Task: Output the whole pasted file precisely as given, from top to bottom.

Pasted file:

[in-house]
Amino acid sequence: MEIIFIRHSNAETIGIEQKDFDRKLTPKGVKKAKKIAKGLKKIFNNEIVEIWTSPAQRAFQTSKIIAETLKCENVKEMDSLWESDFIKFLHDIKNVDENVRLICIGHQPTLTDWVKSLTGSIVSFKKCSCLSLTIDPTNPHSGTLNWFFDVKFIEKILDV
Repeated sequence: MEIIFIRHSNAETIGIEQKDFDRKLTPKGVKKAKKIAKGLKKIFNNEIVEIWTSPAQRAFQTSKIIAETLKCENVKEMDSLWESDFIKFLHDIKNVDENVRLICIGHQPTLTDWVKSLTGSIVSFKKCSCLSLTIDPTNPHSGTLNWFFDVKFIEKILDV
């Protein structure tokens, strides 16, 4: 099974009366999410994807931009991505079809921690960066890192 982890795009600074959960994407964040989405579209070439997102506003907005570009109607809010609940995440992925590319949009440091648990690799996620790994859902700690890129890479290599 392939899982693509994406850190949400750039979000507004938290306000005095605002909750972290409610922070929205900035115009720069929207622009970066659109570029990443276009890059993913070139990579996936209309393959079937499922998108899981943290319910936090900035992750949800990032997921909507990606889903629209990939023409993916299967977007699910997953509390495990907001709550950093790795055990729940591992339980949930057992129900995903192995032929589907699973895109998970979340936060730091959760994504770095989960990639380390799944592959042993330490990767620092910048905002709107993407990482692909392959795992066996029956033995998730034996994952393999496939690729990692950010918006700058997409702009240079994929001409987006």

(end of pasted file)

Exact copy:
[in-house]
Amino acid sequence: MEIIFIRHSNAETIGIEQKDFDRKLTPKGVKKAKKIAKGLKKIFNNEIVEIWTSPAQRAFQTSKIIAETLKCENVKEMDSLWESDFIKFLHDIKNVDENVRLICIGHQPTLTDWVKSLTGSIVSFKKCSCLSLTIDPTNPHSGTLNWFFDVKFIEKILDV
Repeated sequence: MEIIFIRHSNAETIGIEQKDFDRKLTPKGVKKAKKIAKGLKKIFNNEIVEIWTSPAQRAFQTSKIIAETLKCENVKEMDSLWESDFIKFLHDIKNVDENVRLICIGHQPTLTDWVKSLTGSIVSFKKCSCLSLTIDPTNPHSGTLNWFFDVKFIEKILDV
């Protein structure tokens, strides 16, 4: 099974009366999410994807931009991505079809921690960066890192 982890795009600074959960994407964040989405579209070439997102506003907005570009109607809010609940995440992925590319949009440091648990690799996620790994859902700690890129890479290599 392939899982693509994406850190949400750039979000507004938290306000005095605002909750972290409610922070929205900035115009720069929207622009970066659109570029990443276009890059993913070139990579996936209309393959079937499922998108899981943290319910936090900035992750949800990032997921909507990606889903629209990939023409993916299967977007699910997953509390495990907001709550950093790795055990729940591992339980949930057992129900995903192995032929589907699973895109998970979340936060730091959760994504770095989960990639380390799944592959042993330490990767620092910048905002709107993407990482692909392959795992066996029956033995998730034996994952393999496939690729990692950010918006700058997409702009240079994929001409987006």